classy) than DFT/MD, but it is misleading, because MD has no QM
corrections. (However, some DFT calculations use lattice dynamics instead
of MD.)
A
misconception, commonly found in the literature, is that the density
functional is the main source of error in these calculations. Efforts to
improve the calculations typically focus on the density functional.
Numerical issues and corrections to classical MD are also acknowledged as
sources of error. However, there are other approximations that should also
be considered and are virtually always ignored.
Single
Potential Approximation
As
noted above, the DFT/MD method assumes a single potential surface for the
nuclear motion. This approximation is absolutely essential to the viability
of the method. An exact treatment of the problem, even when the
BornOppenheimer approximation is applied, would employ a separate
potential surface and manifold of nuclear wave functions for every
electronic configuration of the system—a completely intractable
calculation, even with the fastest modern computers.
Where
does this approximation come from, and how is it justified? It is usually attributed to a 1965 paper by David Mermin; but Mermin was
not concerned with justifying this approximation, only with applying the
DFT theorem to the electronic free energy. The
justification can be traced to a 1957 paper by Robert Zwanzig,
who showed it to be the leading term in a high temperature expansion;
he took the classical limit of the nuclear motions while retaining the QM
treatment of the electrons. Zwanzig also derived
a firstorder correction term; but this correction is never even mentioned
in DFT papers, let alone tried out.
It
should be noted that “high temperature”—a qualitative term at best—does not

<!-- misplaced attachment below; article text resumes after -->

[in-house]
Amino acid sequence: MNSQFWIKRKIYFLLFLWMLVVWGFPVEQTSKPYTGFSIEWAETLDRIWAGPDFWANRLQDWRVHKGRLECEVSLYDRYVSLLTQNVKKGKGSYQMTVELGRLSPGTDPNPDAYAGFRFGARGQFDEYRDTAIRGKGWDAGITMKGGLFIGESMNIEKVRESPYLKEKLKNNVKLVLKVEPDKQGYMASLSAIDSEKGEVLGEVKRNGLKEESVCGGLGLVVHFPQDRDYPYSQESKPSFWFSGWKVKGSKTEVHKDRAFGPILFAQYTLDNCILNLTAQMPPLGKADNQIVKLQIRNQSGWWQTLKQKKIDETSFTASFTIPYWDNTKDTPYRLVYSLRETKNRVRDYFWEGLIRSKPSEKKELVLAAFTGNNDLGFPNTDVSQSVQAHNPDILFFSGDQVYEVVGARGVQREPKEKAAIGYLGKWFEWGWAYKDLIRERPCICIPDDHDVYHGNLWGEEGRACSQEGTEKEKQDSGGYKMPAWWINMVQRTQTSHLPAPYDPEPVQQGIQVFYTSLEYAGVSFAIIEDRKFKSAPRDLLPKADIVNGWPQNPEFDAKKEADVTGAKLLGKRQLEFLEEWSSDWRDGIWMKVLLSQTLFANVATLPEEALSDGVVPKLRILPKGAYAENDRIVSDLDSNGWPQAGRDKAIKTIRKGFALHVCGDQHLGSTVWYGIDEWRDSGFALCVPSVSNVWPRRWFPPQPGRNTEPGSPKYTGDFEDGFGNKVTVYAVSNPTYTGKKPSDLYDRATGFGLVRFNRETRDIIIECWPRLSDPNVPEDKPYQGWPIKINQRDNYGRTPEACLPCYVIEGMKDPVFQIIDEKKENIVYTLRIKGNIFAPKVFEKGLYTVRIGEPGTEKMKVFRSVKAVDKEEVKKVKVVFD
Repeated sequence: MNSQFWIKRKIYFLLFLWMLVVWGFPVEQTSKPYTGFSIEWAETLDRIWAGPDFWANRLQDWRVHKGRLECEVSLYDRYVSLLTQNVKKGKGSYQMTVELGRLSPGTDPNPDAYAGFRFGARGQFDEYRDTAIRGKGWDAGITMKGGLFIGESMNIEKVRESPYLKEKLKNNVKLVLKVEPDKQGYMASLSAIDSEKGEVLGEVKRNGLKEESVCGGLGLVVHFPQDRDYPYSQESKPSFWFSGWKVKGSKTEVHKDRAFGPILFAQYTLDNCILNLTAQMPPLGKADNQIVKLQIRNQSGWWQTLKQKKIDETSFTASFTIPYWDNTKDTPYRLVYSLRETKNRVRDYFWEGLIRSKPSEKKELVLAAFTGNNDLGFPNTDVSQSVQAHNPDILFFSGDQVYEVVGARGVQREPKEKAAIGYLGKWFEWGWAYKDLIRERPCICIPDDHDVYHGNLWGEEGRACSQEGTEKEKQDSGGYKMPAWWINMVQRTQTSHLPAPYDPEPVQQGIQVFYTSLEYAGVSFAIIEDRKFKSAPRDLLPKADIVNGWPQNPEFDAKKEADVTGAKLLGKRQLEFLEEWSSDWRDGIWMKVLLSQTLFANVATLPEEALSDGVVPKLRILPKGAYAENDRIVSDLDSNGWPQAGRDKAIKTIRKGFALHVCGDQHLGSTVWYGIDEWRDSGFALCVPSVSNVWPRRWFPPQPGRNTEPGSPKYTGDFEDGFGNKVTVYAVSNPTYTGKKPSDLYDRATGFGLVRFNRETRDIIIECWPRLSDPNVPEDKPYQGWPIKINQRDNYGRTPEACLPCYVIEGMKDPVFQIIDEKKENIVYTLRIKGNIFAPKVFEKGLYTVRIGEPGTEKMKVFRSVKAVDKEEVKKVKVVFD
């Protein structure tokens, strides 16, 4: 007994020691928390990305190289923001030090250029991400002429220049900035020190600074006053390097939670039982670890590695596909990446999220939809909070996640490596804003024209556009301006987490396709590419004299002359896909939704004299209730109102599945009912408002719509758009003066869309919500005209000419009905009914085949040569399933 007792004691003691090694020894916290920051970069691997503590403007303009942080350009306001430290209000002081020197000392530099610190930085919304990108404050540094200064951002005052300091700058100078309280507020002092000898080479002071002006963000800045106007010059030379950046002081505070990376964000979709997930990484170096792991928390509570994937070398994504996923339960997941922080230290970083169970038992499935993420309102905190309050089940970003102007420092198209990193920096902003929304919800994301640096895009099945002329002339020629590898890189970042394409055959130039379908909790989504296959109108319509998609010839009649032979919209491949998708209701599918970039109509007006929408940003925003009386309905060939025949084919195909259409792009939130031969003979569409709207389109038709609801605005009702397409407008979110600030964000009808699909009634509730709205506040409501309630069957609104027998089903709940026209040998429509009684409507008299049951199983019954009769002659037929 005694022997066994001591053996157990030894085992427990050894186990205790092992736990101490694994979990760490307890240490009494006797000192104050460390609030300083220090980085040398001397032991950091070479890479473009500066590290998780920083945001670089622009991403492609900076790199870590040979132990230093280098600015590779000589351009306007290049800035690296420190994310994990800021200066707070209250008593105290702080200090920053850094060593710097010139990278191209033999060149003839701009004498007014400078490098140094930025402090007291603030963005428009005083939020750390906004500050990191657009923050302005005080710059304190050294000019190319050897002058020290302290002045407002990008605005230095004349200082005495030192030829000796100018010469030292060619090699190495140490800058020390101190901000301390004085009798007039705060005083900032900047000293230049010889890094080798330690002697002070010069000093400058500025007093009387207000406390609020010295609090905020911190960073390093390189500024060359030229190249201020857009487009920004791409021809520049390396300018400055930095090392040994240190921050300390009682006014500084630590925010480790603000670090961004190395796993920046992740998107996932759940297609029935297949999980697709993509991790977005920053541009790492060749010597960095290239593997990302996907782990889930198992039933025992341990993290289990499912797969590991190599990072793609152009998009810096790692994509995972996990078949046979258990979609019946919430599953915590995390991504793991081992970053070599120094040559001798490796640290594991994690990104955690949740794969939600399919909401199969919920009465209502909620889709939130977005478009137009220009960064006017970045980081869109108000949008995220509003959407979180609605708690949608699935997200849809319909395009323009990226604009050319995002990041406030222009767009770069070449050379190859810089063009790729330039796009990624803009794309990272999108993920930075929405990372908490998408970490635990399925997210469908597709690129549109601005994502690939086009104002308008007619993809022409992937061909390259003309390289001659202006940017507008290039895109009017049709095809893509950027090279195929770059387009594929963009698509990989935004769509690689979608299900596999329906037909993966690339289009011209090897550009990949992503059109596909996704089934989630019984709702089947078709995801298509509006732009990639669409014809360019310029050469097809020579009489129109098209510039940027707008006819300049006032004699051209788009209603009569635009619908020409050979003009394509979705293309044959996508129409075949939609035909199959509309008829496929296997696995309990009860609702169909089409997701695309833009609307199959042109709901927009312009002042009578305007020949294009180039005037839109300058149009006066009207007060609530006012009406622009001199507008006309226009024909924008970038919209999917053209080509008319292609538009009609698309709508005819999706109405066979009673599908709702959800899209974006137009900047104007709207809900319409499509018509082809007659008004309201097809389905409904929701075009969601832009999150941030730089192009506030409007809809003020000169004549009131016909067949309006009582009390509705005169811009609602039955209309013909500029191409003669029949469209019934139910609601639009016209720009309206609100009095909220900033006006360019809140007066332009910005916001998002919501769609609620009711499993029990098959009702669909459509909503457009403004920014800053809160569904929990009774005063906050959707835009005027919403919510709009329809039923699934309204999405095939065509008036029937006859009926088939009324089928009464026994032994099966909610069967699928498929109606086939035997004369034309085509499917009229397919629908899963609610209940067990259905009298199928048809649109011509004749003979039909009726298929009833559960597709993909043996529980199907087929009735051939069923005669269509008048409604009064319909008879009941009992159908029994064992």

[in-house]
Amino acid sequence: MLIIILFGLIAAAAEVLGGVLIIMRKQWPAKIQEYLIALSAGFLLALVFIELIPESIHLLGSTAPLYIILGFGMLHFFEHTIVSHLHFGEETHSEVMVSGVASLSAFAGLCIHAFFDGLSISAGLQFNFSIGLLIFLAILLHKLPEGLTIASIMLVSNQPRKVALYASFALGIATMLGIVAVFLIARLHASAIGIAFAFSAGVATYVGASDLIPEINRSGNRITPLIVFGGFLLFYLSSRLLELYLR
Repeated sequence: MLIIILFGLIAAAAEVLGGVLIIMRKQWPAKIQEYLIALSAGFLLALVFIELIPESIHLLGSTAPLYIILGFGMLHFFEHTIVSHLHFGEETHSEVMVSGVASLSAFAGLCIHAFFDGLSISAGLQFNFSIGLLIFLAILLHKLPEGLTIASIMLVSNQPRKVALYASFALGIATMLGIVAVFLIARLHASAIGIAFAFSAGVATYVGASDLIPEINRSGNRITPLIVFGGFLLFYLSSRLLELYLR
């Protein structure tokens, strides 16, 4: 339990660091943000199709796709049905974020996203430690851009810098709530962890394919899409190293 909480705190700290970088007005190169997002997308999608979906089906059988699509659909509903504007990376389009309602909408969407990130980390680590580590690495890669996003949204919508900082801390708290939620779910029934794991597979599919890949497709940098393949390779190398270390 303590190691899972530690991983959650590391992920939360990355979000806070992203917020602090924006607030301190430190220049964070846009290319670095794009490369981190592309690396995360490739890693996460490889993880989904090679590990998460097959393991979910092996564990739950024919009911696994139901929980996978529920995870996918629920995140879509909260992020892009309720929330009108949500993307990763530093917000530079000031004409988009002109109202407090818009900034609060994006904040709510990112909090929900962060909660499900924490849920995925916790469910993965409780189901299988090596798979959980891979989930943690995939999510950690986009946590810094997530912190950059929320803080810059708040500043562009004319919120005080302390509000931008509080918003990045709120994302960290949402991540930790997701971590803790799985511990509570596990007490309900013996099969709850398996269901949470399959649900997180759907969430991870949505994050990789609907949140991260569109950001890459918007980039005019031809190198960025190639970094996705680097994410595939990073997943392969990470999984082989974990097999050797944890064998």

guarantee the accuracy of the single potential approximation. Quantum
corrections are likely to be important for the rotational and vibrational
degrees of freedom, when molecules are present. Even more important: the
nature of the electronic potential surface and the nuclear motions will
depend markedly upon the state of dissociation in a hot fluid. Therefore,
corrections to the single potential surface should be most important for
systems undergoing changes in chemical structure with temperature and/or
pressure.
Treatment
of Localized States
Another
problem with DFT is that it uses wave functions and statistical formulas
that do not give correct results for localized states. I have discussed
this issue elsewhere, and it is too complicated to discuss in detail in
this essay. So I will only make some brief remarks.
The
problem with the wave functions can be illustrated by a simple case: the
molecular orbital treatment of the H_{2} molecule does not give
correct results for the separated atoms. The problem arises from the single
determinant wave function. This problem cannot be corrected by modifying
the density functional or by using the unrestricted KohnSham
approximation. (See the book by Koch and Holthausen for further
discussion.)
The
problem with the statistical formulas can be illustrated by a collection of
isolated H atoms. It is easy to show that there are 2^{N} possible
configurations for the ground state of this system. The standard treatment,
in which band orbitals are constructed as linear combinations of the atomic
orbitals, gives 4^{N} configurations, making the entropy off by a
factor of 2. (And the error becomes even larger for many other elements.)
That’s
all I wanted to say. I’m going to stop here and say goodbye and best wishes.